Editor's message: The Data Protection Act 1998, which implements the Data Protection Directive, regulates the handling of personal data. Employers must comply with the Data Protection Act 1998 in relation to the collection, use and storage of personal information, which includes information about job applicants (such as application forms and CVs) and employees that is held on a computer.
There are data protection issues around employees using their own devices for work purposes, both in relation to the storage of personal data of other employees in the organisation and the extent to which employers can monitor employees’ use of these devices.
The EU General Data Protection Regulation (GDPR), which replaces the Data Protection Directive, is due to come into force on 25 May 2018, before the UK is expected to leave the EU. The aim of the GDPR is to establish a modern and harmonised data protection framework across the EU. One notable aspect of the GDPR is the level of fines that may be imposed for a breach. The maximum fine on an organisation is the higher of €20 million or 4% of its worldwide annual turnover. In the Queen's Speech on 21 June 2017, the Government announced that it will introduce a Data Protection Bill to establish a new data protection regime and implement the GDPR. The Bill will provide for the Data Protection Act 1998 to be repealed.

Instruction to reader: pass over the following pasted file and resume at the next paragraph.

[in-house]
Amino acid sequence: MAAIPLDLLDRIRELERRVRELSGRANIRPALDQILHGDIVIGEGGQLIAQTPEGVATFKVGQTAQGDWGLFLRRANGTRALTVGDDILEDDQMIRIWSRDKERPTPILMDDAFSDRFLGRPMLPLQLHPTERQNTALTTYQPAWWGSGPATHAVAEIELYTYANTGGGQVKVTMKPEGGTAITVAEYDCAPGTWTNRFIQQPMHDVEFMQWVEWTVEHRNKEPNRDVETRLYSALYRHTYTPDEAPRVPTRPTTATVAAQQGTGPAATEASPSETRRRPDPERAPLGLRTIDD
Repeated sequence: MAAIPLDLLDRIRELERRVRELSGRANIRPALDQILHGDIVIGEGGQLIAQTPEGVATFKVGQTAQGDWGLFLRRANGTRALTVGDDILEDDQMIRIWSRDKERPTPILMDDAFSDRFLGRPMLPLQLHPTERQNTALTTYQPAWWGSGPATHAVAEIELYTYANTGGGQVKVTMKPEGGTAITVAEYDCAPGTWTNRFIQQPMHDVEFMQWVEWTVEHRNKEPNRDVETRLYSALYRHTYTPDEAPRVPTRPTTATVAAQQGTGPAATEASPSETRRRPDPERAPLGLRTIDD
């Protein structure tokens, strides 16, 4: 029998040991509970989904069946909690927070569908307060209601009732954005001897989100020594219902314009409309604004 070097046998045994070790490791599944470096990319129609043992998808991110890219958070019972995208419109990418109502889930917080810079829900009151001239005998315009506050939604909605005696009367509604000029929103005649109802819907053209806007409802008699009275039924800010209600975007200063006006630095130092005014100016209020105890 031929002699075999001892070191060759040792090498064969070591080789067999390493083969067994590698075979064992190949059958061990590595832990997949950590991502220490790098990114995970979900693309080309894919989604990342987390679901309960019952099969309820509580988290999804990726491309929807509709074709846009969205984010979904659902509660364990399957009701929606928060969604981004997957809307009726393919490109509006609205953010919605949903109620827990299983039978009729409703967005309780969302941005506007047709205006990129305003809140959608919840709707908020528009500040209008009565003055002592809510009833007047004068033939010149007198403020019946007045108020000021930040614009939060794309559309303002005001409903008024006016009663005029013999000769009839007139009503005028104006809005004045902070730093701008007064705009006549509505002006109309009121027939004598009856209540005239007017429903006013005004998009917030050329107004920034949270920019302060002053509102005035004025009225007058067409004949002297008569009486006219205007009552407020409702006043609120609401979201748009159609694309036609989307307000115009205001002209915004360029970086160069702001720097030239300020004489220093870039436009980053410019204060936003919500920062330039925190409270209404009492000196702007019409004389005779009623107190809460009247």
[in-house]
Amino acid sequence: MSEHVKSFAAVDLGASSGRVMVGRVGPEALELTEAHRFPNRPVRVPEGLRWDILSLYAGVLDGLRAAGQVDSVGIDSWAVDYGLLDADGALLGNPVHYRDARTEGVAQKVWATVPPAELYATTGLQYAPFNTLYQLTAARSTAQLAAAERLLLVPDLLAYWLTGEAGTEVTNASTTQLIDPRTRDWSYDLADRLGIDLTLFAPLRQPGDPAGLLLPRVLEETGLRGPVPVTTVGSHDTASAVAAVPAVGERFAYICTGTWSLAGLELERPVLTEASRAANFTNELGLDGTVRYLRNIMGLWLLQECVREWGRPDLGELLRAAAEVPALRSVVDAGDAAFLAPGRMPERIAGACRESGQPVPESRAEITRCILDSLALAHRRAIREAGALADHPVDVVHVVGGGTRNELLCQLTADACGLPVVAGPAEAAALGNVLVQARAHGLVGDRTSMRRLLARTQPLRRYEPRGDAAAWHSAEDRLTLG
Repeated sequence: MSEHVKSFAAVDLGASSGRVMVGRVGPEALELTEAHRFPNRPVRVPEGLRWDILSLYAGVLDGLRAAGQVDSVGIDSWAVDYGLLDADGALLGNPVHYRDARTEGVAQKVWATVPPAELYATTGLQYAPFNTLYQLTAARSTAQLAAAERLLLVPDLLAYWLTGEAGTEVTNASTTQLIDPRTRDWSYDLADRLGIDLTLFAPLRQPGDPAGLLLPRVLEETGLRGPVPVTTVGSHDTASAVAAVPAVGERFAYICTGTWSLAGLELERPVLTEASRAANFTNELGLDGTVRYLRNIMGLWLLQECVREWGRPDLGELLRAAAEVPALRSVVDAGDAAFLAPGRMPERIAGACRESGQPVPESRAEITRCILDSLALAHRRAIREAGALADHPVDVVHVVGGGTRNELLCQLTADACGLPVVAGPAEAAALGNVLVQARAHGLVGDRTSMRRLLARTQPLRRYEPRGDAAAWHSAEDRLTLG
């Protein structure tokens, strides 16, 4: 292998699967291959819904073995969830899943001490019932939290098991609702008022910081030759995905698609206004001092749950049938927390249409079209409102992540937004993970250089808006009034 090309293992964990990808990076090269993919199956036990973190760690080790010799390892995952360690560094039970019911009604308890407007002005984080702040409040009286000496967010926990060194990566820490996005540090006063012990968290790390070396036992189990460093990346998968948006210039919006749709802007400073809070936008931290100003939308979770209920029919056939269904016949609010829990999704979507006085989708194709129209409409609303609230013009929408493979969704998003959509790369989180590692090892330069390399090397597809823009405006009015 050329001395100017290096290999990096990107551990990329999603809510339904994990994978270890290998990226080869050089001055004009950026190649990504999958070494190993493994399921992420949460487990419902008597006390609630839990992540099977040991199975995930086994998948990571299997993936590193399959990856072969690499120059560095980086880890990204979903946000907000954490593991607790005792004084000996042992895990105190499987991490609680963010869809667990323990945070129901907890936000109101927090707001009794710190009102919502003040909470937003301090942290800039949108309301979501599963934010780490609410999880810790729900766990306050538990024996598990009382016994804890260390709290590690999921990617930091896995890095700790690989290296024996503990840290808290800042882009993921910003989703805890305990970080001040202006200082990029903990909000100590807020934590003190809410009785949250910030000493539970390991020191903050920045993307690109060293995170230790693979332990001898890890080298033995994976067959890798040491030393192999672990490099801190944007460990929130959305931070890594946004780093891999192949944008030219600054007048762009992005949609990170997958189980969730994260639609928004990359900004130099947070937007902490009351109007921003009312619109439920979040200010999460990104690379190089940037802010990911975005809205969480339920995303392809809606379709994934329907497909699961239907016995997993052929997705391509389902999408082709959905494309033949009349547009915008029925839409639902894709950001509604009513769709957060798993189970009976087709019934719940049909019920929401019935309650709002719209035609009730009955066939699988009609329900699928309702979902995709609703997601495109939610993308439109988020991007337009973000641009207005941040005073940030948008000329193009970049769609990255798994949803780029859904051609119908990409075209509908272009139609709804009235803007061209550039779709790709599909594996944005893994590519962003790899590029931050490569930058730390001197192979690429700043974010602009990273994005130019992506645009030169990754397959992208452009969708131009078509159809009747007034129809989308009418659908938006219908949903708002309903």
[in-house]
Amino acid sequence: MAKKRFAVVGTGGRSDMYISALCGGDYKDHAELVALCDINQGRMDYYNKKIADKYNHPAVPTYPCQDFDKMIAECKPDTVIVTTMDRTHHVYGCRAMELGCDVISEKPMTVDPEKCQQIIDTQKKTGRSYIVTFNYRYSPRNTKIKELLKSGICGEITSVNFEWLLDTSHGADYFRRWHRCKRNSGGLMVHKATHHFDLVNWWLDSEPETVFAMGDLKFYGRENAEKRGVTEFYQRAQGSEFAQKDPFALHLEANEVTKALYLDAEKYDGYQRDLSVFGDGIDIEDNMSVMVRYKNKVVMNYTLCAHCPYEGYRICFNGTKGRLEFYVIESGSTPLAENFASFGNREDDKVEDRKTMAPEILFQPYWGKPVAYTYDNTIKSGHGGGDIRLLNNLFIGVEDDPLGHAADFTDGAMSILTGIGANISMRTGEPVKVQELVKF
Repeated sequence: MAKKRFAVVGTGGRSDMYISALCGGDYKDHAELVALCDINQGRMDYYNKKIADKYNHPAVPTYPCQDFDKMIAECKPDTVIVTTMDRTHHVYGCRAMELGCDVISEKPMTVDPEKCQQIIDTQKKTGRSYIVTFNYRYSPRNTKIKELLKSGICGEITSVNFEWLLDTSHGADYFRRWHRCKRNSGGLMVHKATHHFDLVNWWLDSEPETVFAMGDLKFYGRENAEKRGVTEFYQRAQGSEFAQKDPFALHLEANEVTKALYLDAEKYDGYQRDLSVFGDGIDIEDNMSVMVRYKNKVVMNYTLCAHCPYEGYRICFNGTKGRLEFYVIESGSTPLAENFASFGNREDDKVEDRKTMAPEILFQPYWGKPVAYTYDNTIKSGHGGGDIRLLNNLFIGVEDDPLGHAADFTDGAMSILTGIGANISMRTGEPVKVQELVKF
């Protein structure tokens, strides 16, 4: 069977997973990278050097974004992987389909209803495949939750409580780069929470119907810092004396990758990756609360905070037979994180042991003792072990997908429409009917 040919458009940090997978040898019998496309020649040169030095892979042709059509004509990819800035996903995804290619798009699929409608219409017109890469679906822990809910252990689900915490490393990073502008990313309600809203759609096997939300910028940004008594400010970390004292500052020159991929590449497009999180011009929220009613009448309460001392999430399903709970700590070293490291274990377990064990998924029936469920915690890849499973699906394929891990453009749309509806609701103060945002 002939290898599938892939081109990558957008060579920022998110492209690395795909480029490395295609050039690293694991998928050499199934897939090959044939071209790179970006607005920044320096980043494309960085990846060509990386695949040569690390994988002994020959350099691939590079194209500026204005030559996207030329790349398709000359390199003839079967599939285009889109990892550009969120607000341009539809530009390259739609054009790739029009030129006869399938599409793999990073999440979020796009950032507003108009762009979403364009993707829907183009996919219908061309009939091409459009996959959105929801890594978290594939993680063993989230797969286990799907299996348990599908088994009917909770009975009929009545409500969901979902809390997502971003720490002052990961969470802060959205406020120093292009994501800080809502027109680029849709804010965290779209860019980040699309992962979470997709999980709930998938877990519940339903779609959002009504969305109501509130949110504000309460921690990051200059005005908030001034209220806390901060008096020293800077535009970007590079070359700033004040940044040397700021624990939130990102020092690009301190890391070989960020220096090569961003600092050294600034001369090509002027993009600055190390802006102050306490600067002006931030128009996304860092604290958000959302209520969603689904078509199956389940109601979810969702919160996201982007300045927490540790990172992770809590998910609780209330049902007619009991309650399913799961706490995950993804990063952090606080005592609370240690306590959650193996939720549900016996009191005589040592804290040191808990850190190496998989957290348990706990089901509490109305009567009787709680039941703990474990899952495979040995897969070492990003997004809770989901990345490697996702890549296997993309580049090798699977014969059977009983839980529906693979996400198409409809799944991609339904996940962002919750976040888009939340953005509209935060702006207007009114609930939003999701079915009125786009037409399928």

Felicity Alexander, employment law editor
FAQs answering your questions on the General Data Protection Regulation (GDPR) have been added to XpertHR.
EU-derived legislation such as the Working Time Directive, TUPE and the General Data Protection Regulation (GDPR) will continue to apply once the UK formally leaves the union, it has been confirmed.
It is easy to view GDPR as just another compliance challenge, but HR can play a crucial role in ensuring everyone in the organisation contributes to a data privacy-friendly culture, says Sarah Thompson.
HR and legal information and guidance relating to data protection.